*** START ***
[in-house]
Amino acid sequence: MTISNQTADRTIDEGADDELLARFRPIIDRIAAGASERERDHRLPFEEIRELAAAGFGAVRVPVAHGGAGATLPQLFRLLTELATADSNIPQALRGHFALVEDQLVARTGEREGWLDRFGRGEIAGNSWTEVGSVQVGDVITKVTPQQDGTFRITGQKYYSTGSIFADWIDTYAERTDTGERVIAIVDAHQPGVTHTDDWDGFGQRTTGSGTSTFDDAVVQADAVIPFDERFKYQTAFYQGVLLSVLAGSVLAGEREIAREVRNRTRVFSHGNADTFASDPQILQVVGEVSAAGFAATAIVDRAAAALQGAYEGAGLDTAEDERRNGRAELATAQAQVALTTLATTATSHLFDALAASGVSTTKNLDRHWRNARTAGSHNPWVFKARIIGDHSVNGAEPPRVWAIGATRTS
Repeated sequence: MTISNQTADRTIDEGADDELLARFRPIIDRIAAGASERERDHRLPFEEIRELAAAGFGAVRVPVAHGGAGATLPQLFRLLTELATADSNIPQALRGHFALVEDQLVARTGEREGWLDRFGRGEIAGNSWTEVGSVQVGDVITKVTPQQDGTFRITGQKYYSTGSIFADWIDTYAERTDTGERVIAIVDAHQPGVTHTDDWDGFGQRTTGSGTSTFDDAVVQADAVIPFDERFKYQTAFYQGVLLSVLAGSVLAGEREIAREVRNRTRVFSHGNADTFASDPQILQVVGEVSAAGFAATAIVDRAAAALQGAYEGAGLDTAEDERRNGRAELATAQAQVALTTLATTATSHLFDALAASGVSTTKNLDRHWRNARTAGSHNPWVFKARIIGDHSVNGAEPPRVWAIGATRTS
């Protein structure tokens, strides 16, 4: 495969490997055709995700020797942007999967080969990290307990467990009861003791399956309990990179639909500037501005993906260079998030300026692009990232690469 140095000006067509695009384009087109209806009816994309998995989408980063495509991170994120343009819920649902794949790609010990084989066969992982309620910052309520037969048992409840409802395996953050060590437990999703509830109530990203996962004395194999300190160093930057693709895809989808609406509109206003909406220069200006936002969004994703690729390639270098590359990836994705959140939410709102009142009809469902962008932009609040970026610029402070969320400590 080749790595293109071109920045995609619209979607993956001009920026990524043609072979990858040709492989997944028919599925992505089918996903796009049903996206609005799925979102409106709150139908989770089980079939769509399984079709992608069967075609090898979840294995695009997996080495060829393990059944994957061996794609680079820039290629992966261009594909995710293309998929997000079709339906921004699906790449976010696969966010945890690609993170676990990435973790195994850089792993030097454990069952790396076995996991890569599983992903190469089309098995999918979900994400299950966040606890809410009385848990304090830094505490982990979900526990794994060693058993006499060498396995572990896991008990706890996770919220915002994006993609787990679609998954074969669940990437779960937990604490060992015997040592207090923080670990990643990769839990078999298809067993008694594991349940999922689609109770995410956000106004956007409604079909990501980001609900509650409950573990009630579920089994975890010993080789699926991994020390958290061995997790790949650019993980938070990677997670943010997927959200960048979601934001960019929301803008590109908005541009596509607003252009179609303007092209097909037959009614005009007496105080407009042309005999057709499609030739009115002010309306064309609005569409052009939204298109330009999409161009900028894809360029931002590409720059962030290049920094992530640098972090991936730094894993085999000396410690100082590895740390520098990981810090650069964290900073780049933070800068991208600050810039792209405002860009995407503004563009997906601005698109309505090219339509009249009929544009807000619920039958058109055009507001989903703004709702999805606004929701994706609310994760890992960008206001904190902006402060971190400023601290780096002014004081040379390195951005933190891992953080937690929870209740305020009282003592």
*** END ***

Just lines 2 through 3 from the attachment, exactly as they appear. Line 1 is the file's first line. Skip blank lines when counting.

Amino acid sequence: MTISNQTADRTIDEGADDELLARFRPIIDRIAAGASERERDHRLPFEEIRELAAAGFGAVRVPVAHGGAGATLPQLFRLLTELATADSNIPQALRGHFALVEDQLVARTGEREGWLDRFGRGEIAGNSWTEVGSVQVGDVITKVTPQQDGTFRITGQKYYSTGSIFADWIDTYAERTDTGERVIAIVDAHQPGVTHTDDWDGFGQRTTGSGTSTFDDAVVQADAVIPFDERFKYQTAFYQGVLLSVLAGSVLAGEREIAREVRNRTRVFSHGNADTFASDPQILQVVGEVSAAGFAATAIVDRAAAALQGAYEGAGLDTAEDERRNGRAELATAQAQVALTTLATTATSHLFDALAASGVSTTKNLDRHWRNARTAGSHNPWVFKARIIGDHSVNGAEPPRVWAIGATRTS
Repeated sequence: MTISNQTADRTIDEGADDELLARFRPIIDRIAAGASERERDHRLPFEEIRELAAAGFGAVRVPVAHGGAGATLPQLFRLLTELATADSNIPQALRGHFALVEDQLVARTGEREGWLDRFGRGEIAGNSWTEVGSVQVGDVITKVTPQQDGTFRITGQKYYSTGSIFADWIDTYAERTDTGERVIAIVDAHQPGVTHTDDWDGFGQRTTGSGTSTFDDAVVQADAVIPFDERFKYQTAFYQGVLLSVLAGSVLAGEREIAREVRNRTRVFSHGNADTFASDPQILQVVGEVSAAGFAATAIVDRAAAALQGAYEGAGLDTAEDERRNGRAELATAQAQVALTTLATTATSHLFDALAASGVSTTKNLDRHWRNARTAGSHNPWVFKARIIGDHSVNGAEPPRVWAIGATRTS